Talking with my friend Ailsa the other day she mentioned how she regularly plays tennis with another friend - Jon. I asked her if she’s a better player, to which she responded that she isn’t but she wins more often. She went on to explain that she thinks Jon is a better player but he’s always trying new techniques and making mistakes which cause him to lose much more than he would if he played a “straight” game.

Ailsa's explanation exposes some important differences between practice, variation and challenge. Practice, on its own, allows people to maintain their of ability and fitness. However, without attempting more taxing challenges, progress is likely to be relatively slow and may even decline. Experimentation, on the other hand, whilst it is likely to develop new skills more quickly, can also give the impression of poor performance.

Hard work, persistence and practice on their own are insufficient then. What is also needed is a willingness (confidence) to take risks, to vary the experience, and to learn from the consequences.

Tuesday, 18 October 2011

“Everybody’s Good at Something”



“Everybody’s Good at Something”

I heard someone say this on the TV today and was reminded of just how prevalent this nonsense truism is. I remember being fed this conceit at school and wondering how it might apply to someone like Muhammad Ali. Could there have been someone better who, due to circumstance, simply hadn’t had the opportunity to discover their talent? And if so, perhaps there are countless people in the world possessed of undiscovered talents or talents for which circumstances do not yet exist or talents with no value at all.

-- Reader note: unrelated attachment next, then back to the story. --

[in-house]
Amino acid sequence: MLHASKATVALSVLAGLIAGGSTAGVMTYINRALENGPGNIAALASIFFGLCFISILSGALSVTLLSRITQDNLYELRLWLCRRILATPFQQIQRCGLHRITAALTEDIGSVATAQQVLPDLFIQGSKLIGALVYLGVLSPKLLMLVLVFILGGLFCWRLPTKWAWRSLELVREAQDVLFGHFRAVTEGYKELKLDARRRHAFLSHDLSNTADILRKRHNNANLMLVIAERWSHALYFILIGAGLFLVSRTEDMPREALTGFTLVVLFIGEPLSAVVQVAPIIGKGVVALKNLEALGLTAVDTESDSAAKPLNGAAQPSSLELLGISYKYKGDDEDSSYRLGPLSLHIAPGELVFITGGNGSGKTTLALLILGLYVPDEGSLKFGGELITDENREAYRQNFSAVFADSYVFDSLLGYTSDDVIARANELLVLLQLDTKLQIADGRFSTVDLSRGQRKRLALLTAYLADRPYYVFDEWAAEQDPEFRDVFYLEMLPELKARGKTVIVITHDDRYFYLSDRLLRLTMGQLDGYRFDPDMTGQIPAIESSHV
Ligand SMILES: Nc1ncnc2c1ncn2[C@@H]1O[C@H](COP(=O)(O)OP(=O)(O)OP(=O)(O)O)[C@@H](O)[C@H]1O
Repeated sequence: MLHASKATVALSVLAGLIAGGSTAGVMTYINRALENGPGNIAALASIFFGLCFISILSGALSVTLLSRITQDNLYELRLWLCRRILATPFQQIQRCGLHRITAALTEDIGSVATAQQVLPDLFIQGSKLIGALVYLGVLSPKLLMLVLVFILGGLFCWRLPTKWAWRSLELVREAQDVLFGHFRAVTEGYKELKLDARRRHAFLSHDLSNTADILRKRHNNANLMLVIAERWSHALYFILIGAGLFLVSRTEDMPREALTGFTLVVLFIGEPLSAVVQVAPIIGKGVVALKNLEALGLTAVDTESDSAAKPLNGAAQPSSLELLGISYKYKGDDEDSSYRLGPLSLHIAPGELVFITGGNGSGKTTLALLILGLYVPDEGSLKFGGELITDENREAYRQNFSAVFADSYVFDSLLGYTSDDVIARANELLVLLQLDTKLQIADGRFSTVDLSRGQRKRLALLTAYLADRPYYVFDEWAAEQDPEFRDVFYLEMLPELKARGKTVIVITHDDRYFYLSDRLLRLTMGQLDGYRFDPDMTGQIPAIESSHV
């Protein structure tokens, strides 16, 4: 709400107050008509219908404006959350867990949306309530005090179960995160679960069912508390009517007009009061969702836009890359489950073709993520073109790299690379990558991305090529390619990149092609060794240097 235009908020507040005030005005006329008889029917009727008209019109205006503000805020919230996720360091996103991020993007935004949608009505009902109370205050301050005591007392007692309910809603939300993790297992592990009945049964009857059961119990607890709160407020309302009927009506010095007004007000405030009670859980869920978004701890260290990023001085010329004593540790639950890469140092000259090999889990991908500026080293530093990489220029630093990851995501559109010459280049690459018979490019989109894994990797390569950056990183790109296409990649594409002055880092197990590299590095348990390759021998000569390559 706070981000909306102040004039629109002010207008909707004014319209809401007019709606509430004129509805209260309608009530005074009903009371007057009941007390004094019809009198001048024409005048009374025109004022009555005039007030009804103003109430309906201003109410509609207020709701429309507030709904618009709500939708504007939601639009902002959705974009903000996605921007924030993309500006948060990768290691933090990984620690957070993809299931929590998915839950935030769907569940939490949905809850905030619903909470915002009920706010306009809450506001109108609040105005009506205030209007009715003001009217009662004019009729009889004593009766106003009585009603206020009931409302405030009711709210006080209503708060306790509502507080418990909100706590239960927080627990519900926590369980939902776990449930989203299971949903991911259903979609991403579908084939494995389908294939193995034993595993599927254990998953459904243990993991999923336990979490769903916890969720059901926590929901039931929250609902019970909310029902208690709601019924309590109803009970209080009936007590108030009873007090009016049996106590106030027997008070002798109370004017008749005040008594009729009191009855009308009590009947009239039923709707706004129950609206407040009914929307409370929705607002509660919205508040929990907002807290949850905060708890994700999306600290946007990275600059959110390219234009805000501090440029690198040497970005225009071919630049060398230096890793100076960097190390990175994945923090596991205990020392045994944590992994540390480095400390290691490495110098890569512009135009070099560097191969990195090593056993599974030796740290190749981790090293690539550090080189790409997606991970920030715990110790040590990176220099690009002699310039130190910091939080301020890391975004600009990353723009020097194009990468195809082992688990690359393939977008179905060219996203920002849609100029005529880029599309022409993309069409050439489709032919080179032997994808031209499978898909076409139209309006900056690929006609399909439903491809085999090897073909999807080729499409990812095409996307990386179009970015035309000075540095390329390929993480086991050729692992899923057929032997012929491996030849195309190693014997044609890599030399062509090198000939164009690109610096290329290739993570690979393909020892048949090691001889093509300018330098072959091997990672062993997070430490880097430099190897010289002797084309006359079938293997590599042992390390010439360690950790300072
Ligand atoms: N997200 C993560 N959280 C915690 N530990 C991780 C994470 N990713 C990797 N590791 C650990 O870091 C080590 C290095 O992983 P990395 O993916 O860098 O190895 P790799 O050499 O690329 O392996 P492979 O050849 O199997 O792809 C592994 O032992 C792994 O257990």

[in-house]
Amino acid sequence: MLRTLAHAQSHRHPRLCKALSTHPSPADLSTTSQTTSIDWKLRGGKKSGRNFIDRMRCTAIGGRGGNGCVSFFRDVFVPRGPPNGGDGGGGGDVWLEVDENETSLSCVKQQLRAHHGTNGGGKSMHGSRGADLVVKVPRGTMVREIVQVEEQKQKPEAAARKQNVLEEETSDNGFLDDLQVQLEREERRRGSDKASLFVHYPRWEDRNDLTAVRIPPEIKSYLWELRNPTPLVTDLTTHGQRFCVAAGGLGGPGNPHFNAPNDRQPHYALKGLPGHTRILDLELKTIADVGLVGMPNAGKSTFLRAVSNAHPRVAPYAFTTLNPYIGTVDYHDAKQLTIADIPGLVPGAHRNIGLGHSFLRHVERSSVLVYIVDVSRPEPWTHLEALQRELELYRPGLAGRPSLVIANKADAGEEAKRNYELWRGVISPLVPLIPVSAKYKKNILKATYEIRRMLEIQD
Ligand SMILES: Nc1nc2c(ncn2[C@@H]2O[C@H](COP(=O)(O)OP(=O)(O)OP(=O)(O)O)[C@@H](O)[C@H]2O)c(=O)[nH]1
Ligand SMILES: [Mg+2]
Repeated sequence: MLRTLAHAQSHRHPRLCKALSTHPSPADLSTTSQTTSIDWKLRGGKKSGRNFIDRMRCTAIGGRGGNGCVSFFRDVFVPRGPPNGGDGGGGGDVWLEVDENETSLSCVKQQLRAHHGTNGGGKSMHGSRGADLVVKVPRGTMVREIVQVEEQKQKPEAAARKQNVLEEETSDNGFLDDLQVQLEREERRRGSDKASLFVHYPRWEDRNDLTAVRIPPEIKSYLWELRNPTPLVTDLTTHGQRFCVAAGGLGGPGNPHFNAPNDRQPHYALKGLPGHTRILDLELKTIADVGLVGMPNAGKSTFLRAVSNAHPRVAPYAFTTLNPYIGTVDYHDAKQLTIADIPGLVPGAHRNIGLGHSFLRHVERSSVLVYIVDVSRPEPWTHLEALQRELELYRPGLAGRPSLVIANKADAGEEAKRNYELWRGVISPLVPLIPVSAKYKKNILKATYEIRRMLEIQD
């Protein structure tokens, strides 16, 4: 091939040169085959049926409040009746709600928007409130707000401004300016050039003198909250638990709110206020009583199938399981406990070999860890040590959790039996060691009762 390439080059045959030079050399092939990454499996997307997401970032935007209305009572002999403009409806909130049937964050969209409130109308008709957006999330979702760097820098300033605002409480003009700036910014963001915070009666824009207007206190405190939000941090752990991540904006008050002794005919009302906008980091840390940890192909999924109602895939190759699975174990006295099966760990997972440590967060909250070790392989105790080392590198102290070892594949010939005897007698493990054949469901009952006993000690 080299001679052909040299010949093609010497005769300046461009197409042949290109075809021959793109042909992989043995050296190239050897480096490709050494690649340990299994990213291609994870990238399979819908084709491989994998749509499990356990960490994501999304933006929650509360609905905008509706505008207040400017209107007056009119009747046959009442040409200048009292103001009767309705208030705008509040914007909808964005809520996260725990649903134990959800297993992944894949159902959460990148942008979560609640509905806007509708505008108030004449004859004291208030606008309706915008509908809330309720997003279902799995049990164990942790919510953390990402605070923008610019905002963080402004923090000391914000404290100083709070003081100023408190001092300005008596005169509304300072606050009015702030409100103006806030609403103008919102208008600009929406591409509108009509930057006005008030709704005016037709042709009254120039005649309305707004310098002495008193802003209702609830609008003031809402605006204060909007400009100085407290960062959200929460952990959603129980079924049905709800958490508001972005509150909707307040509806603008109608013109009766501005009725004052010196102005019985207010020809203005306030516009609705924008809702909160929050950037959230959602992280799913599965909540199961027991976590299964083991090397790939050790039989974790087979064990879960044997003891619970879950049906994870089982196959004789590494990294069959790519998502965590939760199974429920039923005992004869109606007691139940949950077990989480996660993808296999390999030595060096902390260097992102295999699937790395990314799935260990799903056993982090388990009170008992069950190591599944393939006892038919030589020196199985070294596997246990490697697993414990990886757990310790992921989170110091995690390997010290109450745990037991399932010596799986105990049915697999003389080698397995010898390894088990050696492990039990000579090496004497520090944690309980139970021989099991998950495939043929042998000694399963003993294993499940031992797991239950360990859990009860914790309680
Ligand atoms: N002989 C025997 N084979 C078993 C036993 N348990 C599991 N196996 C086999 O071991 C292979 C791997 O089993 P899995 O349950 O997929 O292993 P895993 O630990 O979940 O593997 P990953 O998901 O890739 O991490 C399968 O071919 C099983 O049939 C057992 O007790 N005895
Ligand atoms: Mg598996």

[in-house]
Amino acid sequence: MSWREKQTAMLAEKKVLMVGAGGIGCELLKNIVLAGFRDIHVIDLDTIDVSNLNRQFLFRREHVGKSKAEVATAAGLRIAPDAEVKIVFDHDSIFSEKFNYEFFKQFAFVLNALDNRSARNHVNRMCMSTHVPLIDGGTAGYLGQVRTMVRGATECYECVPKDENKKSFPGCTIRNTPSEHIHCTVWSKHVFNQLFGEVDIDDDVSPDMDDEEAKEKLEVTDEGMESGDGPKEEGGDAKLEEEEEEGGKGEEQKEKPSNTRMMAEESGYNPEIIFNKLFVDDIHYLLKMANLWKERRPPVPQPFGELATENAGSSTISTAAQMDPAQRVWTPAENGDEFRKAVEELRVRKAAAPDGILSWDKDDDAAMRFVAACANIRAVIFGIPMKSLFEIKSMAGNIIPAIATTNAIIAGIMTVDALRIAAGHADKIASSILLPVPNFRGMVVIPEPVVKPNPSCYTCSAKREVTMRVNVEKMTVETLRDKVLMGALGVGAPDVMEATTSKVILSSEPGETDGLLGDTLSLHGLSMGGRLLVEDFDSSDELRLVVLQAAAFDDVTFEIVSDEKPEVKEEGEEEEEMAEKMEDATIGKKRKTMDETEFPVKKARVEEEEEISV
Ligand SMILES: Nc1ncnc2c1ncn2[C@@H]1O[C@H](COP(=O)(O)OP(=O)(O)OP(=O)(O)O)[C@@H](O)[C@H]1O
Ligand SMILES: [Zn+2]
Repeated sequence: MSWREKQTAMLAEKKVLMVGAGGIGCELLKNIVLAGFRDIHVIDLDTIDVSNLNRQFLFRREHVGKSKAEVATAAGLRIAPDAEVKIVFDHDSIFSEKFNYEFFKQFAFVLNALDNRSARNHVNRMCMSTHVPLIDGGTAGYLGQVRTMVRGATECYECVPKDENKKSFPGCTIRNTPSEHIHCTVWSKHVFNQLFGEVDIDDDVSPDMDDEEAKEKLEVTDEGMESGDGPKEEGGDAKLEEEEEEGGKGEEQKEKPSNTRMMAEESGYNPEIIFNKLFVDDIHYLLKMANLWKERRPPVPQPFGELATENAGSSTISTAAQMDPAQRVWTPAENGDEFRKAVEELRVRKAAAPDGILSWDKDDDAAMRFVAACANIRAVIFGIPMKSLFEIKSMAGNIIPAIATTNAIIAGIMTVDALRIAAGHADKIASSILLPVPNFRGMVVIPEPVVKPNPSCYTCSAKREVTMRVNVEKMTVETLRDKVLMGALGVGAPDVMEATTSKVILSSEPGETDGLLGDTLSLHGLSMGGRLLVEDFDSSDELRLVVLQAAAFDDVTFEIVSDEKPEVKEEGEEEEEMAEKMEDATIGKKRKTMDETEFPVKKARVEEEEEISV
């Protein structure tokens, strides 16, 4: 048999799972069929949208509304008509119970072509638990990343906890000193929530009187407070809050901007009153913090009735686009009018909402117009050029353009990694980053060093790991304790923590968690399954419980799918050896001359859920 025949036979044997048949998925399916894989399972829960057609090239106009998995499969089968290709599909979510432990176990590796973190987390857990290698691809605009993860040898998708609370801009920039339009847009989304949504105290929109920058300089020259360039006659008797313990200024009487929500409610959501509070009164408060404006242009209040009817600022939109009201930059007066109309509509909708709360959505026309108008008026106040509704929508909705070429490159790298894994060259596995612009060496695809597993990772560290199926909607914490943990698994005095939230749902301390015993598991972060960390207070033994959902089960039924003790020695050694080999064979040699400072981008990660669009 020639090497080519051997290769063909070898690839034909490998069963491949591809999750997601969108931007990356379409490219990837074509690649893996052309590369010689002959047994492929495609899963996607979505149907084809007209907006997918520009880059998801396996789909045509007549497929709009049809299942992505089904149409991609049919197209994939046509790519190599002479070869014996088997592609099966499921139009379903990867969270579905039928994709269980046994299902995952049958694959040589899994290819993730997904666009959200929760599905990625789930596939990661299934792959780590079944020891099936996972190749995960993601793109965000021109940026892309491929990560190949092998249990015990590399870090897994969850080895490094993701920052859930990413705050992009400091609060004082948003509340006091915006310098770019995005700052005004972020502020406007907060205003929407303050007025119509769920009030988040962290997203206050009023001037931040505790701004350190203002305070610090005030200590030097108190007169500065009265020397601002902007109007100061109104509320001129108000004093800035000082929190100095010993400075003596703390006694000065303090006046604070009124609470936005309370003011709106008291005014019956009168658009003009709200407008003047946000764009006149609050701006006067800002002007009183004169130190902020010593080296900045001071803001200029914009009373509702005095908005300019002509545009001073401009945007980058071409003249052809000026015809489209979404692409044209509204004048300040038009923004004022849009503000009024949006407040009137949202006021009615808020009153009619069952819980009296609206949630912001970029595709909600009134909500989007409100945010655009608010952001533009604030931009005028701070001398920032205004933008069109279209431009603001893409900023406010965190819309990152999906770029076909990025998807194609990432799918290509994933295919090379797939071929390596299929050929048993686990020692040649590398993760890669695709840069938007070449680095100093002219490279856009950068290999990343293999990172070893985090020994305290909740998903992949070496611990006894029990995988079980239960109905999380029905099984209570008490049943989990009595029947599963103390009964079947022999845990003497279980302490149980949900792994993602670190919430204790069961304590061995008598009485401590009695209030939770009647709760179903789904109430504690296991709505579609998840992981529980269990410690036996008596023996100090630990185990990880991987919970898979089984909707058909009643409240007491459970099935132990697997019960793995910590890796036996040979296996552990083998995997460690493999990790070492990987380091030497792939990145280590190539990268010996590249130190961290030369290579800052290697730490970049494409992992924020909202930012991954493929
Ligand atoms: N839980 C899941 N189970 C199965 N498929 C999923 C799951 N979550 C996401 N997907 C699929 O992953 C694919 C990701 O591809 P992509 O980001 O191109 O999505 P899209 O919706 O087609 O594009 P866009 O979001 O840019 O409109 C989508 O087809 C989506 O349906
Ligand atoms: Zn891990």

Telling someone that they’re bound to be good at something is a handy way to turn their attention away from what other people possess back towards what they themselves have control over. In this sense it’s not an entirely bad thing but what is unhelpful is the extent to which this idea suggests that you simply have to look deep inside yourself to discover your unique talent and all will be well. It places practically no emphasis on the importance of practice, persistence and hard work. Far better would be:

Everybody can become good at something.

Though I suspect the reality of 10,000 hours of deliberate practice is far less comforting than the prospect of simply uncovering an innate ability.

Wednesday, 12 October 2011

A Puzzled Question and a Thoughtful Reply



A friend, poet Thomas A Clark, is currently involved in a curatorial project (blog) with art historian Alistair Rider of the School of Art History at St Andrews University, called ‘The Single Road’ – after Mondrian’s famous assertion that ‘True art like true life takes a single road’. They are examining a wide range of artists from the mid 1960s onwards who have dedicated their careers to one ongoing project, such as Bernd and Hilla Becher, Daniel Buren, Alan Charlton, Hamish Fulton, On Kawara, Roman Opalka and Ad Reinhardt.

I've followed their progress along The Single Road for some time and the other day I sent Tom and Alistair a few thoughts and questions. You can find these along with Tom's thoughtful response here.

Friday, 7 October 2011

Visual Literacy



Beware the authoritative text or teacher - the ideologue - who speaks of a language of photography, a grammar of drawing, a syntax of painting or a vocabulary of sculpture. Nowhere in the copious annals of art will you find the formidable dictionary, compiled by universal consent, to which their annunciations point wherein are amassed these magnificent systems of signification. Art enlists methods, processes, strategies, genres, forms, styles and traditions. On occasion it may even advance a set of principles, though these rarely endure. Anything that purports to be more structured, more systematic, more explicit or more elaborate is nothing but a deceit.

Sunday, 2 October 2011